Monterrey casino attack: More suspects sought over fire
Mexican authorities have identified 18 more suspects as they widen their investigation into last month's deadly arson attack on a Monterrey casino.
Officials say those sought belong to the Zetas drug cartel and are offering 15m pesos ($1.2m) for information leading to each arrest.
The blaze, which left 52 people dead, caused widespread revulsion in Mexico.
It has also led to questions over the extent of links between casinos, local officials, police and drug gangs.
Several people had already been arrested in connection with the fire on 25 August, including a police officer and five suspected members of the Zetas.
On Wednesday, federal prosecutors named 18 more people sought in connection with the arson attack.
They also released sketches of six of the suspects, identifying them by their nicknames including Commander Dog Killer.
Several gunmen burst into Monterrey's Casino Royale in broad daylight, dousing it with fuel and setting it alight in what is thought to be a case related to extortion.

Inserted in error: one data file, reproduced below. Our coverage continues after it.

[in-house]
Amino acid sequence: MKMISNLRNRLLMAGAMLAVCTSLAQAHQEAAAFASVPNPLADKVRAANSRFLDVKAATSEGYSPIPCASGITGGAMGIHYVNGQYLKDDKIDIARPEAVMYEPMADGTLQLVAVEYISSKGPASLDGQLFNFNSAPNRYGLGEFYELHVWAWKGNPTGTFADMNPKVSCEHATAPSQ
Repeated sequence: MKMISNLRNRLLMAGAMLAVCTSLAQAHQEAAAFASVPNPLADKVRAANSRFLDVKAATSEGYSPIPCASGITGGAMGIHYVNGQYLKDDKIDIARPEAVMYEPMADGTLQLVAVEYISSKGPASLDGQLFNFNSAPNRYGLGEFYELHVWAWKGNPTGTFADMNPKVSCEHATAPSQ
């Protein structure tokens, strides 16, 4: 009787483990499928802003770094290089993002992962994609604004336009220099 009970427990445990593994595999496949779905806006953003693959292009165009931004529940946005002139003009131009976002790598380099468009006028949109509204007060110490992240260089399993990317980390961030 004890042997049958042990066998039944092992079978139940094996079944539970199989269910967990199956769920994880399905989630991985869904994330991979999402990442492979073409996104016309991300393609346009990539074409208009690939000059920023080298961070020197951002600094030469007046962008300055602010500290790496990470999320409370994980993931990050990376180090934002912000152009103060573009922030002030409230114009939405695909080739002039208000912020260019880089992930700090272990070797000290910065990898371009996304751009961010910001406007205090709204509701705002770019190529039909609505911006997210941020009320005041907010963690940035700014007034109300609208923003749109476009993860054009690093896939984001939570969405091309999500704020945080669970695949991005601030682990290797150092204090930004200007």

Panic ensued with people inside struggling to reach the emergency exits or taking refuge in back offices or toilets. Many were overcome by smoke which spread rapidly through the building.
The attack was one of the deadliest episodes of violence since President Felipe Calderon launched his crackdown on drug gangs in late 2006.
The scandal took a further twist when a video subsequently emerged showing the brother of Monterrey Mayor Fernando Larrazabal receiving big wads of money at another casino.
Manuel Jonas Larrazabal has denied any wrongdoing and says he was being paid for cheese and alcohol he sells.
The mayor's own party, the National Action Party (PAN) of President Felipe Calderon, has asked him to step down while inquiries are under way.
The PAN has also asked state governor Rodrigo Medina, who is from the Institutional Revolutionary Party (PRI) to temporarily step down.
In response, a PRI spokesman David Penchyna told the Excelsior newspaper that the request was "media blackmail".
Monterrey and the state of Nuevo Leon have seen rising violence as the Zetas and Gulf cartels vie for control of trafficking routes to the US.
Some 40,000 people have been killed in drug-related violence across Mexico in the past five years.